It is a pleasure to serve under your chairmanship, Sir Charles. I have the honour to represent Liverpool, Riverside, covering the city centre and the waterfront, with its world heritage status, which attracts hundreds of thousands of visitors in a normal year. There are five art galleries and four museums, including the International Slavery Museum, which is the only one in the country dedicated to the history of the transatlantic slave trade. People will have seen our streets and listed buildings in shows and films. In 2017, 289 films and TV shows were shot, contributing over £11 million to our local economy. We have five theatres, including the Everyman and Playhouse, two large arenas and music venues—too many to count. Liverpool is not a UNESCO city of music for nothing.
We might be synonymous with The Beatles, but the city has a rich and diverse music history that reaches back to the 18th century. Our Royal Liverpool Philharmonic Orchestra is the UK’s oldest continuing professional symphony orchestra, and it marks its 180th anniversary this year. We are a city that leads culturally, from the Merseybeat sound to Eric’s and the punk scene in the 1970s and 1980s to the global clubbing brand Cream. We are home to the annual Africa Oye, the largest festival of African music in the UK, and the Liverpool International Music Festival, which was the largest European music festival in 2018.
Liverpool has gone from strength to strength since its capital of culture days in 2008, doubling its visitor numbers and becoming synonymous with cultural innovation and creative excellence. We have a thriving independent sector and when our city does culture, it does it big, it does it loud and it draws people in. We only have to view the numbers who have visited our Giants spectacular. Liverpool boasts around 68 million visitors annually, bringing more than £5 billion to the city region and creating 57,000 related jobs—or it did, until covid-19. What was a booming sector is now facing a serious threat to its existence. While the additional culture recovery grant funding announced earlier this year by the Chancellor was very welcome, it is short term, a stop gap, a sticking plaster on a gaping wound: it does not address the looming funding crisis for many of our arts and cultural venues.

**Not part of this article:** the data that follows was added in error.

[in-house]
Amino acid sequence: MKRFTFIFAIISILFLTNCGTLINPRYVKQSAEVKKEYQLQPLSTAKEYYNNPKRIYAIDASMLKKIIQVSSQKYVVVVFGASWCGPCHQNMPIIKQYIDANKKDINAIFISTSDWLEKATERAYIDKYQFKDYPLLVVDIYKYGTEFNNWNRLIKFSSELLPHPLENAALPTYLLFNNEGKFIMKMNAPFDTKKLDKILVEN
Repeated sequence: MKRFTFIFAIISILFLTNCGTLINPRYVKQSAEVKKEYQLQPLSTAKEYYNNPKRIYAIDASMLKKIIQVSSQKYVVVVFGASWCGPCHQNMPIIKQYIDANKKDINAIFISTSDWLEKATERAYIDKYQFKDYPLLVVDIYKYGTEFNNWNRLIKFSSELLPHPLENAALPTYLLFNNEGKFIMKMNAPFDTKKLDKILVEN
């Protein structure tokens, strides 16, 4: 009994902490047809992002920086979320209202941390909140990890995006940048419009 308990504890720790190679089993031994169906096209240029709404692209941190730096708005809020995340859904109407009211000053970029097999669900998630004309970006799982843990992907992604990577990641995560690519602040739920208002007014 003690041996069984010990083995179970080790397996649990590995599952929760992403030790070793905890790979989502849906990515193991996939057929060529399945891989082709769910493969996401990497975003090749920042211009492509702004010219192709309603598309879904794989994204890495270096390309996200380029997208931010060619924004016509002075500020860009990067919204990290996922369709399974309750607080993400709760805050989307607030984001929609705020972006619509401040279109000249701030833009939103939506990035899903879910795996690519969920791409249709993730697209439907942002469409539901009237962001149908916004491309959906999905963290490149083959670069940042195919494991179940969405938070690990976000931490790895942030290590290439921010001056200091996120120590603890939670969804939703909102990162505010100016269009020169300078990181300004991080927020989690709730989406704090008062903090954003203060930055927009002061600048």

Liverpool is now under further local restrictions, which will severely limit visitor numbers and will pose a significant threat to the sustainability of our venues. At the heart of our famous and rightly celebrated scouse culture are people—performers, actors, musicians, producers, technicians and support staff. They are what makes Liverpool’s cultural sector punch above its weight. I will end with a quote:
“If art is to nourish the roots of our culture, society must set the artist free to follow his vision wherever it takes him.”
That means financially supporting all of our artists.